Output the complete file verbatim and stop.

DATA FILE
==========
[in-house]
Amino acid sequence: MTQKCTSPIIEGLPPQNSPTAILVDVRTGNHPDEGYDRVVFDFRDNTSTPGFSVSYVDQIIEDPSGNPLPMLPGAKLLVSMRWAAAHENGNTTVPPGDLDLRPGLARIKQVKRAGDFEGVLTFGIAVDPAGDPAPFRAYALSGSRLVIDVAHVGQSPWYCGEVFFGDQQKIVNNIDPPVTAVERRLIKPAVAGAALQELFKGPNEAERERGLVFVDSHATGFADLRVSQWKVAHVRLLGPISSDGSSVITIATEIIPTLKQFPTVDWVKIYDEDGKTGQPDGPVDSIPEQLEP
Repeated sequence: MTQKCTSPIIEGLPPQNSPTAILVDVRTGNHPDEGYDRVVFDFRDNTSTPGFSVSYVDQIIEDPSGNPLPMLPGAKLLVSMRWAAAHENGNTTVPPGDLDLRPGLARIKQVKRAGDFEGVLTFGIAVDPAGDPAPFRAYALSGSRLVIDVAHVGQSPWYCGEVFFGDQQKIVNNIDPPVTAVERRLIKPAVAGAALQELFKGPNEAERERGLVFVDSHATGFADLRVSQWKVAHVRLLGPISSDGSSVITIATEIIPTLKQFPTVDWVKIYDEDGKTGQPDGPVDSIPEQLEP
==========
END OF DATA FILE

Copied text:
[in-house]
Amino acid sequence: MTQKCTSPIIEGLPPQNSPTAILVDVRTGNHPDEGYDRVVFDFRDNTSTPGFSVSYVDQIIEDPSGNPLPMLPGAKLLVSMRWAAAHENGNTTVPPGDLDLRPGLARIKQVKRAGDFEGVLTFGIAVDPAGDPAPFRAYALSGSRLVIDVAHVGQSPWYCGEVFFGDQQKIVNNIDPPVTAVERRLIKPAVAGAALQELFKGPNEAERERGLVFVDSHATGFADLRVSQWKVAHVRLLGPISSDGSSVITIATEIIPTLKQFPTVDWVKIYDEDGKTGQPDGPVDSIPEQLEP
Repeated sequence: MTQKCTSPIIEGLPPQNSPTAILVDVRTGNHPDEGYDRVVFDFRDNTSTPGFSVSYVDQIIEDPSGNPLPMLPGAKLLVSMRWAAAHENGNTTVPPGDLDLRPGLARIKQVKRAGDFEGVLTFGIAVDPAGDPAPFRAYALSGSRLVIDVAHVGQSPWYCGEVFFGDQQKIVNNIDPPVTAVERRLIKPAVAGAALQELFKGPNEAERERGLVFVDSHATGFADLRVSQWKVAHVRLLGPISSDGSSVITIATEIIPTLKQFPTVDWVKIYDEDGKTGQPDGPVDSIPEQLEP